One other request, a repeat: ask the Corporation’s attorney to give an opinion on the Corporation’s practice of withholding union dues for PHMTA in light of state law IC 20-29-7-1 which says that it is an “unfair practice” for a school employer to “discriminate, interfere, or assist in the formation or administration of any school employee organization or contribute financial or other support to the organization” (my emphasis). The practice of withholding gives a huge advantage to PHMTA over other ways for teachers to organize, ways that would cost them much less than the $748 most teachers are paying in annual dues.
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Re: Is collective bargaining collusive bargaining?

Postby Kingsman » Thu Oct 18, 2012 7:52 pm

(A letter from the Kingsman to the President of the P-H-M Board of School Trustees)

Oct. 17, 2012

Dear Mr. Woods:

This note concerns 28-9-18 and your request for my interpretation regarding the withholding issue.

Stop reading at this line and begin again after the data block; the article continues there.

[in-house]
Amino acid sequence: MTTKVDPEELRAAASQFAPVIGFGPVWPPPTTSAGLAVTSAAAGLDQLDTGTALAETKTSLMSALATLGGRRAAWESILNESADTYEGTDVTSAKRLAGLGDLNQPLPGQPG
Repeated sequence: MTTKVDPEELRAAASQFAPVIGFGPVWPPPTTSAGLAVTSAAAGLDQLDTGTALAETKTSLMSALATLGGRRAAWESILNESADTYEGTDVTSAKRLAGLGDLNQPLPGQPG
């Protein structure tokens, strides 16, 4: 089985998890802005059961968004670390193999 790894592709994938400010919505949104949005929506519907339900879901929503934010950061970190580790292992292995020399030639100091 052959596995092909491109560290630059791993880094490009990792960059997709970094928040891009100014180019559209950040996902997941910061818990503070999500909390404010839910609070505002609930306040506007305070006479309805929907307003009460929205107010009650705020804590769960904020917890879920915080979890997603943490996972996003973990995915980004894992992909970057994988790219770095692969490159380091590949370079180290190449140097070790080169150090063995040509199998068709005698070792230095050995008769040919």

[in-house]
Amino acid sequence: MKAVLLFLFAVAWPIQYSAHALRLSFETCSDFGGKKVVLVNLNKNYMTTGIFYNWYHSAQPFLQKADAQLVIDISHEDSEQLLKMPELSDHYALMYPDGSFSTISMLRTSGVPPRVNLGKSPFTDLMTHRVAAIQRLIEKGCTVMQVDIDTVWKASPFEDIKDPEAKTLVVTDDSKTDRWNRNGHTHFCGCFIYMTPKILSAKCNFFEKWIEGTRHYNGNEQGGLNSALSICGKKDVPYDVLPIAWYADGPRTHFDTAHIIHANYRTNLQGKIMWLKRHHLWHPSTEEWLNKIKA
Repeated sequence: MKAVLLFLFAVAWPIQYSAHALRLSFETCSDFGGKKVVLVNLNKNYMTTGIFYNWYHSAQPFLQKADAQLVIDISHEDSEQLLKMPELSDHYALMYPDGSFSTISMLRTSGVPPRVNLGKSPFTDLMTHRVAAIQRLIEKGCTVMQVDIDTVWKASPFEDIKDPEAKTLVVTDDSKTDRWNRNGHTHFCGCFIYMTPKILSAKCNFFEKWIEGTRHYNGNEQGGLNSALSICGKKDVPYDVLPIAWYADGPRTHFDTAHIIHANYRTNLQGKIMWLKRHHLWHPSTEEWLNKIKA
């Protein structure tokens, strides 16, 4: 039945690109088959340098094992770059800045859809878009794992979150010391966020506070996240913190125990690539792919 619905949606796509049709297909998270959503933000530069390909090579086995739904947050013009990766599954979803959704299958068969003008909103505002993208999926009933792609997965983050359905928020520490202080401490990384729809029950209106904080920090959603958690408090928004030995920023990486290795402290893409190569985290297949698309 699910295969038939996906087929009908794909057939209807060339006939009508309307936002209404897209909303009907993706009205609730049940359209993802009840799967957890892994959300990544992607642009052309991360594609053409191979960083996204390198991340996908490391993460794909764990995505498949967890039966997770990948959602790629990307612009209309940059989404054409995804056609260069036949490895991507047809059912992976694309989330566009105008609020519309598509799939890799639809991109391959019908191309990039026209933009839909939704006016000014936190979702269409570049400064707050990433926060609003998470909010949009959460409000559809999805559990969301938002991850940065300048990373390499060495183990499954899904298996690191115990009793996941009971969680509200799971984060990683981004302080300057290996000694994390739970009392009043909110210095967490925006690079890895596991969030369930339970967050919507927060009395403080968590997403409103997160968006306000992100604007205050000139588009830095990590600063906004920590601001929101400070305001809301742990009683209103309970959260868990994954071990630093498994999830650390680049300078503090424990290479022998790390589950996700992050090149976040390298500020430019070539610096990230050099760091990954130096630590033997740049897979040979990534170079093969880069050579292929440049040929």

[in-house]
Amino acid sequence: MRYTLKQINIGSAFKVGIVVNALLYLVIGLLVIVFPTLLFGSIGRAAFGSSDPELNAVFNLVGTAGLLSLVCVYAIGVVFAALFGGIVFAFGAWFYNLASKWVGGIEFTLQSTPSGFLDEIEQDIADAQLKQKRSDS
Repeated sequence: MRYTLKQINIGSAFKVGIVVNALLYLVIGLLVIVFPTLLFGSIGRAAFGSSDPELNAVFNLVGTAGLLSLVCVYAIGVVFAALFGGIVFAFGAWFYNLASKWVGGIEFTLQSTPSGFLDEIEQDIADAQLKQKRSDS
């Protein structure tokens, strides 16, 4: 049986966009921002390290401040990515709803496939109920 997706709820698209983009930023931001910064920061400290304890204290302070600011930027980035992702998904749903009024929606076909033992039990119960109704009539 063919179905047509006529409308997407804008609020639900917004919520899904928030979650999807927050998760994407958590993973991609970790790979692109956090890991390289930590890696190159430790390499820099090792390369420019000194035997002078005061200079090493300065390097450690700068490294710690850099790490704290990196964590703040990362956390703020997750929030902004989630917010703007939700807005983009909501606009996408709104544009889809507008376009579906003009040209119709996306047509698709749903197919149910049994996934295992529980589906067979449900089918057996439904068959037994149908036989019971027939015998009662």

I think the statute deals mainly with the legislature’s approval of a process by which teachers can pay into an annuity (such as a 403(b) tax deferred account) thereby helping them provide for retirement. But the inclusion of the terms “insurance,” “other protection,” and “dues” could be argued in support for withholding union dues. Anything greater than 20% participation ensures that (a) applies—which is the PHM situation regarding union membership. Anything less than 20% gives the Board the right to refuse participation if so inclined.

The above argument in favor of the current practice reminds me of a Finley Peter Dunne quote, “What is a brick wall to a layman is a triumphal arch to a corporation lawyer.”

Two factors count more than the above statute in understanding current policy: it’s a long-standing practice and the Board-union relationship has been generally contention-free. Whether that constitutes an “unholy alliance,” as one teachers’ union critic has described such relationships, is for others to decide. Though I regret the Board’s opinion, I understand why it is unwilling to tell the union to collect its own dues.

I’ll explore the issue at the state level for awhile unless there is a new development which might change the Board’s position—and lead to a $500 or more “bonus” for many teachers.

I’ll continue to be interested in the laptop and teacher contract issues—as well as commenting on what didn’t happen during the Oct. 8th meeting.